According to my colleague Kevin Moore, who is CISI’s director of global business development, “A lie is a lie, wherever you are in the world”.
His comment is based on his experience of presenting the CISI’s Integrity at Work interactive workshop to audiences in the UK and internationally.
In this article, the first of three on business ethics, we will focus on anecdotal observations from CISI facilitators when presenting its sessions in different countries and to audiences of a range of ages and levels of seniority.
Lying is frowned upon almost universally in most cultures. This sentiment is witnessed across all ages and levels of seniority. In some countries, this attitude towards truth-telling is particularly strong when family is involved.
One of the scenarios used in the workshops places attendees in a hypothetical situation in which they find out that their brother-in-law, with whom they work, is on a list for possible redundancies.
The brother-in-law is considering sending his son to an expensive university and at a family dinner you are asked by your mother whether you think his job is safe, as she is aware of problems in the industry.
Generally, audience members feel a sharp conflict between keeping company information secure and family loyalty, and will vote to simply change the subject or to refuse to divulge any confidential information.
However, in some cultures, family loyalty comes first. For example, some European audiences in countries such as Italy and Greece respond by saying you would not lie to your mother, no matter what other pressures or responsibilities you may have.
Additionally, in the Middle East, there is an emphasis on cultural duty to support one’s family. It would therefore be unacceptable to withhold important information from your mother or brother-in-law.
Alongside common disdain for lying among global audiences, there is a shared respect for the viewpoints of others and a willingness to let people voice their opinions. Even though audience members tend to be split fairly evenly between two or three possible courses of action in a given scenario, people rarely interrupt others or show any contempt for what colleagues had said.
Nevertheless, encouraging people to voice their opinions can sometimes be a challenge. In certain countries, and in firms where speaking up is encouraged, sharing a point of view or making a comment is often seen as a way for individuals to get noticed in the organisation, especially if there is a mix of managers as well as junior employees in attendance at the same workshop.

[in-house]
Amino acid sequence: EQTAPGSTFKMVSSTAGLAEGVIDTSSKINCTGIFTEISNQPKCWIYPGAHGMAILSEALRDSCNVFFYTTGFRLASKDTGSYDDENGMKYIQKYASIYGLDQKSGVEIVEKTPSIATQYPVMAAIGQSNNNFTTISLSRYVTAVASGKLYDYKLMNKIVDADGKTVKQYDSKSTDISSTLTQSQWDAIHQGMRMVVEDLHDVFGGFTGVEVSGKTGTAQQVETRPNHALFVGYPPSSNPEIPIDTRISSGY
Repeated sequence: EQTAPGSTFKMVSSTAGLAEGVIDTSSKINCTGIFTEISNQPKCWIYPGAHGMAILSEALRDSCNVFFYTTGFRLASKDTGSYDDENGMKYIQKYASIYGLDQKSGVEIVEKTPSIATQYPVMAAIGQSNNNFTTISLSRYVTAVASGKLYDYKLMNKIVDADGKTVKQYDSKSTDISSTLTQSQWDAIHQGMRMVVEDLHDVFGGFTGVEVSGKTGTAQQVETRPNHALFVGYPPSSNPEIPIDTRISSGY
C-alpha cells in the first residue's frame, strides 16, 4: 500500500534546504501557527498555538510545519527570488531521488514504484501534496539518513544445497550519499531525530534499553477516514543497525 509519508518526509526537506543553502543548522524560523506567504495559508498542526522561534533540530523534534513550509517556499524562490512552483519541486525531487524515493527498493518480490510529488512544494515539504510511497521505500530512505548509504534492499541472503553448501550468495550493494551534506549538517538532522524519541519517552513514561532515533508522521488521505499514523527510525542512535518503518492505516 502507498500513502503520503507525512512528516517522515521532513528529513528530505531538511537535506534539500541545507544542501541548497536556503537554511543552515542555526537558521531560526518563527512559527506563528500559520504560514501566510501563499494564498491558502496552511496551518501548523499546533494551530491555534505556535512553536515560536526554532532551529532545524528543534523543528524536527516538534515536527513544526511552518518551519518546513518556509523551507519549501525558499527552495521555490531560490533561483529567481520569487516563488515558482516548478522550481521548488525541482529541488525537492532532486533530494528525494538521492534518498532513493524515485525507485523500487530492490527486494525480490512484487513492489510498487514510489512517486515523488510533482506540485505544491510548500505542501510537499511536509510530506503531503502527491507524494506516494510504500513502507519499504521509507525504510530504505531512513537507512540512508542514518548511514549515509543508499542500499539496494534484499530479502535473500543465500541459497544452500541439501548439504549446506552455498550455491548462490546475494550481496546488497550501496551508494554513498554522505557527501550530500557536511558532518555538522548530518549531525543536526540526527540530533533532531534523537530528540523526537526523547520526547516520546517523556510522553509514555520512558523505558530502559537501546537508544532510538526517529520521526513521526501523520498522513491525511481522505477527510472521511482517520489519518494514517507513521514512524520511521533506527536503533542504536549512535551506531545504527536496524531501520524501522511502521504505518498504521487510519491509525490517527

Experience has shown that participants, particularly in Nigeria and Latin America, enjoy debating, and facilitators have often needed to do little prompting to encourage attendees to contribute to the discussion.
However, in other locations there is a deeply ingrained tradition of respecting the role of the teacher. This can make facilitating a workshop challenging, given there are no right answers and the value is derived from dissent and debate.
As well as cultural differences, there are general trends in how people respond based on their age and experience. One facilitator noted: “Overall, I have been pleasantly surprised by the active, often feisty engagement of young – late teens, early 20s – people.”
Others agreed younger people tend to be the most engaged audience members and that they often give markedly different answers to their more senior colleagues.
For instance, one of the scenarios used in the workshops introduces an employee, who has worked for your firm for a number of years and has been very successful. However, you find out, just as you are about to invite them to join the board, that they lied on their CV about holding a university degree. The employee explains their mother had passed away suddenly and therefore they left university a week before sitting the final exams.
In this case, older audience members tend to be more lenient and recommend that the employee be asked to resign, whereas younger attendees take a stricter view and recommend the employee be fired.
These differences and similarities across cultures, locations, ages and levels of experience should be celebrated. The most important conclusion from the CISI Integrity at Work presentation is to value discussion and debate with colleagues, as this can help us to make better, more informed decisions.
This is a message that can be understood all over the world as, in the CISI’s experience, nobody has disagreed with the importance of ‘doing the right thing’.